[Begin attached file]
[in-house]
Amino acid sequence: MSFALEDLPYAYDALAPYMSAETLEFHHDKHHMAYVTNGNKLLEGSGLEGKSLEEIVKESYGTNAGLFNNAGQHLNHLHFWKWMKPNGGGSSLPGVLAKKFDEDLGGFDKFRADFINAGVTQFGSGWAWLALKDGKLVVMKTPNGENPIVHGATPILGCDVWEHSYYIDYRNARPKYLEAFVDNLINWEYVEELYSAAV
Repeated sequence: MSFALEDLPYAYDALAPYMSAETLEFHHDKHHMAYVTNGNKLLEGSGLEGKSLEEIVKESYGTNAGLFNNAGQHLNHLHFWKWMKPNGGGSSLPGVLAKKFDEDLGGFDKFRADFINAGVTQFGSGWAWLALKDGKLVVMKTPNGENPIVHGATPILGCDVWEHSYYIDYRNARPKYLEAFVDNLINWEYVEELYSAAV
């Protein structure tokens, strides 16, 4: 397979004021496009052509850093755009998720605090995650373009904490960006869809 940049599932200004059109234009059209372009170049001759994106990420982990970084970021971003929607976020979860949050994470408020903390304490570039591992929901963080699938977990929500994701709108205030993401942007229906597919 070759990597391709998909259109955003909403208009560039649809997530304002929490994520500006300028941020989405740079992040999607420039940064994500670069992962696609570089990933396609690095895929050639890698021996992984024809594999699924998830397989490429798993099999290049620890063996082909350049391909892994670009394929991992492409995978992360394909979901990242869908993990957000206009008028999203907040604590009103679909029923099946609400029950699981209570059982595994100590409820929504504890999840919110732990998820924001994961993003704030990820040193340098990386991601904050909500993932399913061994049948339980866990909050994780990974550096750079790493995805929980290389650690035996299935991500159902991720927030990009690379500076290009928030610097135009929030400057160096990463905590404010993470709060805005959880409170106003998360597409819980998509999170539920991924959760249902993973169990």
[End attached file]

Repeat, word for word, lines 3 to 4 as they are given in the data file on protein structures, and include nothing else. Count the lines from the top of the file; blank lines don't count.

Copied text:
Repeated sequence: MSFALEDLPYAYDALAPYMSAETLEFHHDKHHMAYVTNGNKLLEGSGLEGKSLEEIVKESYGTNAGLFNNAGQHLNHLHFWKWMKPNGGGSSLPGVLAKKFDEDLGGFDKFRADFINAGVTQFGSGWAWLALKDGKLVVMKTPNGENPIVHGATPILGCDVWEHSYYIDYRNARPKYLEAFVDNLINWEYVEELYSAAV
């Protein structure tokens, strides 16, 4: 397979004021496009052509850093755009998720605090995650373009904490960006869809 940049599932200004059109234009059209372009170049001759994106990420982990970084970021971003929607976020979860949050994470408020903390304490570039591992929901963080699938977990929500994701709108205030993401942007229906597919 070759990597391709998909259109955003909403208009560039649809997530304002929490994520500006300028941020989405740079992040999607420039940064994500670069992962696609570089990933396609690095895929050639890698021996992984024809594999699924998830397989490429798993099999290049620890063996082909350049391909892994670009394929991992492409995978992360394909979901990242869908993990957000206009008028999203907040604590009103679909029923099946609400029950699981209570059982595994100590409820929504504890999840919110732990998820924001994961993003704030990820040193340098990386991601904050909500993932399913061994049948339980866990909050994780990974550096750079790493995805929980290389650690035996299935991500159902991720927030990009690379500076290009928030610097135009929030400057160096990463905590404010993470709060805005959880409170106003998360597409819980998509999170539920991924959760249902993973169990």